Entrepreneurs are still nervous of the economic conditions. They realise that the strong temptation to capture market share while competitors are fainting and failing about them must be moderated by the continuing constraints on human capital and working capital within their business.
Post-recession recovery holds as many dangers for entrepreneurs as recession itself. However, the past 18 months have changed their personal wealth strategy in a number of ways. It reminds them that exit strategies are fragile, and that injecting every penny of their personal wealth into a business may not be the wisest move.
Furthermore, I have found entrepreneurs much more willing to consider utilising spare cash balances across the wealth management spectrum, investing in balanced portfolios and hedge funds, as well as investment property (buy-to-let), business angel investing and more esoteric investment opportunities. This is driven by three themes: the poor cash rates available, the sense that markets are a reasonable medium-term bet, and a desire to diversify their personal wealth.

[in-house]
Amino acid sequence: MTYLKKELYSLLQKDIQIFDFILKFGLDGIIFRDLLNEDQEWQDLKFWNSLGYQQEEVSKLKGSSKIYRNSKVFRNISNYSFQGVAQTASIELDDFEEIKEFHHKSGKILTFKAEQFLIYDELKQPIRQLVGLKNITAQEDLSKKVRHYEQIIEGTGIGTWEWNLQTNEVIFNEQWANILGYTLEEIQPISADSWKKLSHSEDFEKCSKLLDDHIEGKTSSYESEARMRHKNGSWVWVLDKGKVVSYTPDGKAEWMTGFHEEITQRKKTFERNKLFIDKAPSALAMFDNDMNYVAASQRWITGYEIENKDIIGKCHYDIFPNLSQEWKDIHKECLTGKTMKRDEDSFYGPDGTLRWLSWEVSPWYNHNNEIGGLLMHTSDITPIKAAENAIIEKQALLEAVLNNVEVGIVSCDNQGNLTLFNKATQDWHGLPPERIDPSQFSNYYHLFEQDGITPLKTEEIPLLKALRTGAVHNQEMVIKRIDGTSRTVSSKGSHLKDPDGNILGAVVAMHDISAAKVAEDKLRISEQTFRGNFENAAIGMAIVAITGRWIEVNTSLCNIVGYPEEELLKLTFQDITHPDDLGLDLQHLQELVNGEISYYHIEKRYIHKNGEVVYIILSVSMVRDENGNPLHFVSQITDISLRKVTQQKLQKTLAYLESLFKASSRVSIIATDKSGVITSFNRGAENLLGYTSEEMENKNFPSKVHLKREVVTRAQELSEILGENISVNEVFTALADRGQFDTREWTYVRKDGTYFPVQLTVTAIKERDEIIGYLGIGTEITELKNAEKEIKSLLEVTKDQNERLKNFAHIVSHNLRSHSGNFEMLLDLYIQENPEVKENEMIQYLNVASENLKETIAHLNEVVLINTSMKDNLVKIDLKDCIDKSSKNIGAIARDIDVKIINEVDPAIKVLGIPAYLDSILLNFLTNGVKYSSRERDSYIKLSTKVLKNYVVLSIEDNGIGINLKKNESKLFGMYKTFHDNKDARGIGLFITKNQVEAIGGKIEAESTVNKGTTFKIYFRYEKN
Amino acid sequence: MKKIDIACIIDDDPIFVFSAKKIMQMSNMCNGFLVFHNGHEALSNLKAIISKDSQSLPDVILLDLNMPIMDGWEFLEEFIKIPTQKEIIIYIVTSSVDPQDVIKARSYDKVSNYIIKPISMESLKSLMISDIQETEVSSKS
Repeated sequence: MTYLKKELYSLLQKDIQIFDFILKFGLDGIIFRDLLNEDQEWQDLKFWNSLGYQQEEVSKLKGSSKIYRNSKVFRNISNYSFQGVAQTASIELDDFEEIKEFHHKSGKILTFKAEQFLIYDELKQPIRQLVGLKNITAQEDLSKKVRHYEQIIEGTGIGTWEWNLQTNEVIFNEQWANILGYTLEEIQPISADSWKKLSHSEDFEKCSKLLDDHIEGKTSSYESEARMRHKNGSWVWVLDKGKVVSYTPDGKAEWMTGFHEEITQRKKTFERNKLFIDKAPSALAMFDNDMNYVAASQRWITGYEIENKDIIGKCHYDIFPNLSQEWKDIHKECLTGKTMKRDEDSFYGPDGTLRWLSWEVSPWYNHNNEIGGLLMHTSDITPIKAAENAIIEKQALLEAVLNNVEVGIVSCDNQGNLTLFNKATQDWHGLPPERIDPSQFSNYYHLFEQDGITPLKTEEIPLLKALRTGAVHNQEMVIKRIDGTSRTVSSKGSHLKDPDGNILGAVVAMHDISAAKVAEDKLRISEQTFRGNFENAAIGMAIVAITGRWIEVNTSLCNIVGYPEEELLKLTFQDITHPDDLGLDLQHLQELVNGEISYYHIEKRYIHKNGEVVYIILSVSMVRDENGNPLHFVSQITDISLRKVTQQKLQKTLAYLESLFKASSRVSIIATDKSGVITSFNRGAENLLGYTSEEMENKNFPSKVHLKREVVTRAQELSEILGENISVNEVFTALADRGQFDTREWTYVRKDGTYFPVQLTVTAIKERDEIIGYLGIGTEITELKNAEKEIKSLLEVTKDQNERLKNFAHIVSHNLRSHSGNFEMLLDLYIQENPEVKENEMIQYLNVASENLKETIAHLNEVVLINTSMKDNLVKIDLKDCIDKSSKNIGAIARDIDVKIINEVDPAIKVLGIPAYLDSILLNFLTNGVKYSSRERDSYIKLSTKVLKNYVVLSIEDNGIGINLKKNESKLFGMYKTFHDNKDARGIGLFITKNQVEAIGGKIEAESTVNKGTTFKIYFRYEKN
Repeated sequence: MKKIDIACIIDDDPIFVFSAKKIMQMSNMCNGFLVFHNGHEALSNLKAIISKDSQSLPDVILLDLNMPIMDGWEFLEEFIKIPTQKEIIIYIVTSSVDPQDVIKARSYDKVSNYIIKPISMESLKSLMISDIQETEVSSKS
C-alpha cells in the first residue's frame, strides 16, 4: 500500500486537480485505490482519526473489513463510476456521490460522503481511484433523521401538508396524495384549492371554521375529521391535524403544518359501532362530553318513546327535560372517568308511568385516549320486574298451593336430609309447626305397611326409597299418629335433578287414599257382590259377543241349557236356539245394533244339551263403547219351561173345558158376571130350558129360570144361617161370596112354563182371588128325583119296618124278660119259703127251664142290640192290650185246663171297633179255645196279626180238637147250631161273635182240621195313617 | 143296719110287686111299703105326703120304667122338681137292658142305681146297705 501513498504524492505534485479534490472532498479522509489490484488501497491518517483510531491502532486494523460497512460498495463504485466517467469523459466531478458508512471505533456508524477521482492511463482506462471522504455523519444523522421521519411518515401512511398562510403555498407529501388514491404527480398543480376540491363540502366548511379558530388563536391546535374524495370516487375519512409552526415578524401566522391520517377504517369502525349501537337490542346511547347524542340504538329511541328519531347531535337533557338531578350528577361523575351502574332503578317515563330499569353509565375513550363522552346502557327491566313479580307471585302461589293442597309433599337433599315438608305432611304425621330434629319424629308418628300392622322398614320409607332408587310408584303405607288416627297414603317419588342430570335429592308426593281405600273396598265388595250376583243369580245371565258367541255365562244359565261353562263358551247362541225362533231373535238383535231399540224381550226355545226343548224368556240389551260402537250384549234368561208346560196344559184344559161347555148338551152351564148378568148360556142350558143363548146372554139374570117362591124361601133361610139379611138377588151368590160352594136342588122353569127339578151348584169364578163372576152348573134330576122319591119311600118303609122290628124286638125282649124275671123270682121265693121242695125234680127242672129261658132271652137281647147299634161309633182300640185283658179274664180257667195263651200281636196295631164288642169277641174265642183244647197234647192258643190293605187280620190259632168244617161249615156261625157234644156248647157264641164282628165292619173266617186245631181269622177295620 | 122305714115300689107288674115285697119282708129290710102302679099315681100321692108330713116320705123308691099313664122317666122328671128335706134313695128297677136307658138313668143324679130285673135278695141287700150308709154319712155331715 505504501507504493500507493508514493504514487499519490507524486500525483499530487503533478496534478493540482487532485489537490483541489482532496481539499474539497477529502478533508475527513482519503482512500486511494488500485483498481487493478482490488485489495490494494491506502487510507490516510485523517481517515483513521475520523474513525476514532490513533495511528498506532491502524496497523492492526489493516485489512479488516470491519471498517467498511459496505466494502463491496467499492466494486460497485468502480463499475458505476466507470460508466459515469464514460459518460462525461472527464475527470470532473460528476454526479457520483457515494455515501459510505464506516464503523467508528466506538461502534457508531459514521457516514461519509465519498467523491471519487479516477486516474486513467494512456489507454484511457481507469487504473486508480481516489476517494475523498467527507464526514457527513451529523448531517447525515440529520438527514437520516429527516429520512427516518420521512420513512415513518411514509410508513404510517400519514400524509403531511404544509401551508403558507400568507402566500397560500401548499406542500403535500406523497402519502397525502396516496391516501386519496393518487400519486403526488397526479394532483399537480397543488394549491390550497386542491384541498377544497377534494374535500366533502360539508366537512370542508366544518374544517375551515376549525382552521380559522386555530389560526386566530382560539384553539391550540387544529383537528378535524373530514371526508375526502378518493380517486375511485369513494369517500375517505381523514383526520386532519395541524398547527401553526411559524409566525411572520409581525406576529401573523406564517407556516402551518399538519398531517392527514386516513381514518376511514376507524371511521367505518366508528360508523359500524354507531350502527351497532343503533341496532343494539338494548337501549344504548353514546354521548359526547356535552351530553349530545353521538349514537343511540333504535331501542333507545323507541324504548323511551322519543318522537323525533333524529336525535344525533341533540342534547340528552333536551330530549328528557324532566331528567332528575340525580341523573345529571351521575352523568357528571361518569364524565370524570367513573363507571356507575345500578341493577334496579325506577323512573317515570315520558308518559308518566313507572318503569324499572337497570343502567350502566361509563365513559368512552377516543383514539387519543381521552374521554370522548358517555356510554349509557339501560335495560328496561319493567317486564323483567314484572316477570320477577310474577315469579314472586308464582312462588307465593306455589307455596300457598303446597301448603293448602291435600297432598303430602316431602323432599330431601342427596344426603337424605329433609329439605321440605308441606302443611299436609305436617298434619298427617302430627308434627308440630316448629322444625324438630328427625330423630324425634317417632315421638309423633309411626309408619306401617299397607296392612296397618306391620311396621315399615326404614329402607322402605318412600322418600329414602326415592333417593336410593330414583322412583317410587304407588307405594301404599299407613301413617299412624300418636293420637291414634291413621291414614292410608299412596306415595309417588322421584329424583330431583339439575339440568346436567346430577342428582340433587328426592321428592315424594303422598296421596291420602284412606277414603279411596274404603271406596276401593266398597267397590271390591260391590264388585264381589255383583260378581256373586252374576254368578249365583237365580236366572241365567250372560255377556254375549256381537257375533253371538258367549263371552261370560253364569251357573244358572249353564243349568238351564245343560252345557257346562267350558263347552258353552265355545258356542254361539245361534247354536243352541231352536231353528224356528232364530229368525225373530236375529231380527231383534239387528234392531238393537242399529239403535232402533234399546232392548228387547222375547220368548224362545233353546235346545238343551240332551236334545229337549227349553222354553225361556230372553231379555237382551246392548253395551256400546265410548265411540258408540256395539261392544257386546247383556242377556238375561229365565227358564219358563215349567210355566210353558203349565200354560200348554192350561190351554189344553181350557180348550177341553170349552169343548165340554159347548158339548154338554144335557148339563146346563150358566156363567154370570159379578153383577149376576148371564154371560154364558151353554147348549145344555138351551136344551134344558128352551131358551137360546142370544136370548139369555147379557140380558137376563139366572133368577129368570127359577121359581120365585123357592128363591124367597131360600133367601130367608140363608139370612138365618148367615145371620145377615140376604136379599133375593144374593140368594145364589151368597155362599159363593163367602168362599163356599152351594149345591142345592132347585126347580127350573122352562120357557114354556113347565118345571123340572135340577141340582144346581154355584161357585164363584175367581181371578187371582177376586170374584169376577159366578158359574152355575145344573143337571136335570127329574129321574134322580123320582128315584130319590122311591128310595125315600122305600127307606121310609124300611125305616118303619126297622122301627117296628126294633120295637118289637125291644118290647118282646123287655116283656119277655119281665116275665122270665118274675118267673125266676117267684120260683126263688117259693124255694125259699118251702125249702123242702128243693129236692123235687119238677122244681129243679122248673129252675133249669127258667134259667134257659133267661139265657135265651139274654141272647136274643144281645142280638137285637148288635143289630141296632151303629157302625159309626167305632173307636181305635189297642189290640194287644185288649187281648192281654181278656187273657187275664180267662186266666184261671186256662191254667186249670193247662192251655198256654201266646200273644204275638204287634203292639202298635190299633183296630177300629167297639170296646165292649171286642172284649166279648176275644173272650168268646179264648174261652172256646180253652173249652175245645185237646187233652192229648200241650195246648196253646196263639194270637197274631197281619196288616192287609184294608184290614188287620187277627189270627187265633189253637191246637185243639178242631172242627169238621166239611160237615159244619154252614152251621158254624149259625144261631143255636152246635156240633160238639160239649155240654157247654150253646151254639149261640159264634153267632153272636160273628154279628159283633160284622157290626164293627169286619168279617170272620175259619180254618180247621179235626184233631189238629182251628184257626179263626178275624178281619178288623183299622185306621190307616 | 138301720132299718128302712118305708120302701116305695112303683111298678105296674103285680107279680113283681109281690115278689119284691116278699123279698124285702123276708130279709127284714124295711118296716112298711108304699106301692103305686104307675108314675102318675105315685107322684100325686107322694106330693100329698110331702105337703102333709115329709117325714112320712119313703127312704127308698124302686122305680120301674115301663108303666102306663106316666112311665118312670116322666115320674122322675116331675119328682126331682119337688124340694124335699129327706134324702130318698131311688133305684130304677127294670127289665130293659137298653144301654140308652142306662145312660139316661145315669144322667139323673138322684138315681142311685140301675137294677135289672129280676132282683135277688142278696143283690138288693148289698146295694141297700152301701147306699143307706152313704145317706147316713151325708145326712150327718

They are bored with having deposits sitting with five to 10 retail banks - and irritated that they had to undertake such a time-wasting endeavour. They are looking to consolidate and are in search of someone they trust.
Three particular themes seem evident. Entrepreneurs have been reminded of the mortality of enterprise and are therefore more willing to spend some of their precious time thinking how they protect their family. Updating wills, thinking about business protection and personal insurance, considering how they might build a pension pot for their spouse (through employing them in the business) and inheritance tax planning have moved higher up their agenda. …